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If an AFCS malfunction lead to a ditching I would be staggered. The S76 can fly perfectly well with both AP turned off, I've even seen some guys fly an ILS in IMC with both AP off (in the simulator).

The ECL says turn off the faulty channel. If by some remarkably bad luck there is a fault in both channels then turn them both off (or perhaps accept the least bad one engaged). If there is binding in the controls with both AP off then you do have a situation where ditching might be a course of action (the binding would be unrelated to anything AFCS).

Ditching with both AP off would be a tricky manoeuvre, you'd want an AP on for this even if it was bad in one channel.

There must be more to it than this. Hopefully something useful has been captured on the FDR because bench testing all the AFCS components/sensors would probably be pointless after salt water immersion.
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Old 13th Feb 2016, 11:16
  #167 (permalink)  
 
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So an interim report by the Nigerian authority suggests the ditching was in response to problems with the AFCS.
Can you post a link?
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Old 13th Feb 2016, 11:38
  #168 (permalink)  
 
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Nothing posted on the AIB website yet.
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Old 13th Feb 2016, 12:22
  #169 (permalink)  
 
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What ever happened, I was not there. No one would land in the open ocean lightly, there has to be a good reason. After 41 years of flying offshore for various companies, I can tell you that Bristow is as good as it gets. Let's find the reason and move on. We have all been in situations where we landed with a whole lot of less fuel then we intended. S**t happens.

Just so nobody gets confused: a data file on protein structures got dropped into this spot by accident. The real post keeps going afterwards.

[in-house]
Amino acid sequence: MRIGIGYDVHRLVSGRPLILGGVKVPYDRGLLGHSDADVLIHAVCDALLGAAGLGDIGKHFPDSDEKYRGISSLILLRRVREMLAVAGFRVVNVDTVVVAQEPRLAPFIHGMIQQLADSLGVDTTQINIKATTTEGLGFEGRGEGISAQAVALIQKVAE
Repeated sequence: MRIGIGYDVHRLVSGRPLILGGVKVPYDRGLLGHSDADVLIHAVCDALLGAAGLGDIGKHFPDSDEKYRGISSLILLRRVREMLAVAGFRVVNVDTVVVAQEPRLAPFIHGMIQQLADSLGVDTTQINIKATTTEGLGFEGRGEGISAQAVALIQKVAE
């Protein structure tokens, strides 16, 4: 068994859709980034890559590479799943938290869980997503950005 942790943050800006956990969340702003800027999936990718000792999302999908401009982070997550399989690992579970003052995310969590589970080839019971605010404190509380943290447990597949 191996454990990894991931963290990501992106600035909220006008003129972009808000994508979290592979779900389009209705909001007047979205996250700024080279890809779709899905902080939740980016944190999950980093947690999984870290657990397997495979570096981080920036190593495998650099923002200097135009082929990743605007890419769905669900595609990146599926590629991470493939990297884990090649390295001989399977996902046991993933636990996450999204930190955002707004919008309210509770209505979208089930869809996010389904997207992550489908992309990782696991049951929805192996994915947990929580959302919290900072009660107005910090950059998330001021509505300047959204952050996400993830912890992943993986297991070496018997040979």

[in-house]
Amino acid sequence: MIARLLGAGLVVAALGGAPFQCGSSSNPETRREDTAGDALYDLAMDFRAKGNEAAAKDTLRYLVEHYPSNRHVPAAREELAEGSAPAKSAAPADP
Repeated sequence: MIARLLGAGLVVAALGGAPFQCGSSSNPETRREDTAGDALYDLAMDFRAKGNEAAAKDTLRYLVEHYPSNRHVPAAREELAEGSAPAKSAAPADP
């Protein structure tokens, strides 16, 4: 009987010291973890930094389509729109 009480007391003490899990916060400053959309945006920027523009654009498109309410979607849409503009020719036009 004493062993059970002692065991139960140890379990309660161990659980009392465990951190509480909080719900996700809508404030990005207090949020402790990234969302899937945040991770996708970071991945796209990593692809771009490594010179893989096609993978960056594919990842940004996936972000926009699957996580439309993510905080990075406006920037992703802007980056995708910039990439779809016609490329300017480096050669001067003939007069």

bh412tt, im not so sure thats accurate. only those who poorly planned their flight and necessary fuel requirements, would end up in that situation. I have only once in my life seen me land with 1 gal fuel showing on a guage (r22) and no I wasnt comfortable and made it known. A long time ago. CPL flight test. And the examiner kept telling me it was fine, he just wanted to do one more thing. I was quite vocal and then demanded we return to dispersal. Landed with fuel light on and I was p*ssed off. I fully expected to fail my test but I didnt, but not before I got told it was his discretion etc etc. The guy was a pr*ck as far as I was concerned.

Anyway, I think you need to reword your statement "we have all landed with a whole lot less fuel than we intended" because 99.999% of all pilots i've flown with have been totally professional and we've never been in that situation. Sorry to p&ss on your parade.

Makes you wonder about the standards of some pilots if thats your take after 41 years offshore.
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Old 13th Feb 2016, 12:42
  #170 (permalink)  
 
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Have to agree with Helimutt.often we hear of such attitude and sentiment - "there by the Grace of God go I" etc etc
NOOOOO!
It's as if it's accepted all because you have been caught out yourself.
Whether O&G or helilanes - decision making and Captaincy is the same - regardless of how your employer behaves.
Maybe our profession will start to be seen in a better light and not taken advantage of by those that can when people realise that not everyone flies like they do or has the same cavalier attitude to safety.